In Figure 3, Angraecum magdalenae is potted in a plastic pot with PrimeAgra LECA media.  A quarter inch hole has been drilled one inch above the bottom of the pot.  You will also notice the quarter inch black tubing with a flow valve.  All of my orchids are watered (pots filled to the top and allowed to drain) using an automatic watering system shown in Figure 4 (details for a watering system can be found at http://firstrays.com/forum/viewtopic.php?f=5&t=294 ).

(Figure 4) Automatic watering system
       I have had a lot of success growing a number of Angraecums in semi-hydroponics as you can see in the photos at the bottom of this post.  If you are looking for an easier way to grow Angraecums and other genera, you might want to try semi-hydroponics.  Be sure to understand the needs of your orchids and do extensive research regarding this technique.
       Once the orchids are  well established, they will grow very well.  Re-potting is simple due to the fact you can just lift the plant from  the old pot, place it in the new container and fill the void with additional LECA.  I have orchids growing in small three inch pots all the way up to plants growing in eighteen inch pots using the semi-hydroponics.
       One of the most important considerations when moving orchids that have been growing in traditional organic media to semi-hydroponic LECA media is timing.  You want to make sure there is new root growth on the plant before transferring it to LECA, as when transitioning an orchid from any type of  growing medium to a considerably different type (or even from the same medium if the old has decayed, as the medium properties will be significantly different between old and new).  It takes a while for the plant rootss to adapt to the new medium.  Here  are two good links that describe the process of moving orchids from traditional media to LECA: http://interiorwatergardeens.com/cultural_files/hydroponics/a%20simplified%20method.html and http://firstrays.com/semi-hydroponic-culture/general-semi-hydroponics-information/repotting-into-sh-from-traditional-media/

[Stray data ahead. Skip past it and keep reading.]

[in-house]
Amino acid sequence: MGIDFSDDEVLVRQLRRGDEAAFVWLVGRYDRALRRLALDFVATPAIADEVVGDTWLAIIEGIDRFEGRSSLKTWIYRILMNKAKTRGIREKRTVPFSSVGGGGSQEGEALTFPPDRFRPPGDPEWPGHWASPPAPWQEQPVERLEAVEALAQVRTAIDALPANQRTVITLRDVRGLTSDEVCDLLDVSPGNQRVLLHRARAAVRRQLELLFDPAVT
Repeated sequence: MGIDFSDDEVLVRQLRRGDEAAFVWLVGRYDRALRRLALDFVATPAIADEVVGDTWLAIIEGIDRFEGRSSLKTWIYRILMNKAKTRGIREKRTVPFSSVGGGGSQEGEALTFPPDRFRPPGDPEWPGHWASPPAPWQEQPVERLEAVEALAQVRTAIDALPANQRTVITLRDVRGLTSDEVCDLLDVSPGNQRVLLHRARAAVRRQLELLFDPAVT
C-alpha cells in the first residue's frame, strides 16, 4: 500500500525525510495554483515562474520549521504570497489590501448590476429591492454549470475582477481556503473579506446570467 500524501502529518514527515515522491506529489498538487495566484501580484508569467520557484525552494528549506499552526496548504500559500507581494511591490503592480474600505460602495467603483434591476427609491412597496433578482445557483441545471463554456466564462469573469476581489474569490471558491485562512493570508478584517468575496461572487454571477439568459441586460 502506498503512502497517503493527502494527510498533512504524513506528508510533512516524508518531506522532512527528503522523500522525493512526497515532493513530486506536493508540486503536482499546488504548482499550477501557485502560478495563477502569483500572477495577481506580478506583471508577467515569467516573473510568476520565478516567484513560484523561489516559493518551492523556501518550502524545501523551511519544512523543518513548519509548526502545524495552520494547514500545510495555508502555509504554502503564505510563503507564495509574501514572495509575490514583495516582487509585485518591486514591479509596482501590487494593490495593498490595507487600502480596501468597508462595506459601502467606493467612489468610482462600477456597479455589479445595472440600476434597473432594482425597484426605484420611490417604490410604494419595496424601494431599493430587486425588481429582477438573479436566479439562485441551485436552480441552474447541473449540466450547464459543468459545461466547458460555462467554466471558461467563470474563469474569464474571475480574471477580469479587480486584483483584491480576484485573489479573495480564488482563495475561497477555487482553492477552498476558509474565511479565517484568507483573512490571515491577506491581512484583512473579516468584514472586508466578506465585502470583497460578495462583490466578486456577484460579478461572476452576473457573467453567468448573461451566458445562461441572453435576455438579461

Angcm. Crestwood            Angcm. Memoria George Kennedy              Angcm. Longiscott

           Angcm. sesquipedale          Angcm. Lemforde White Beauty            Angcm. magdalenae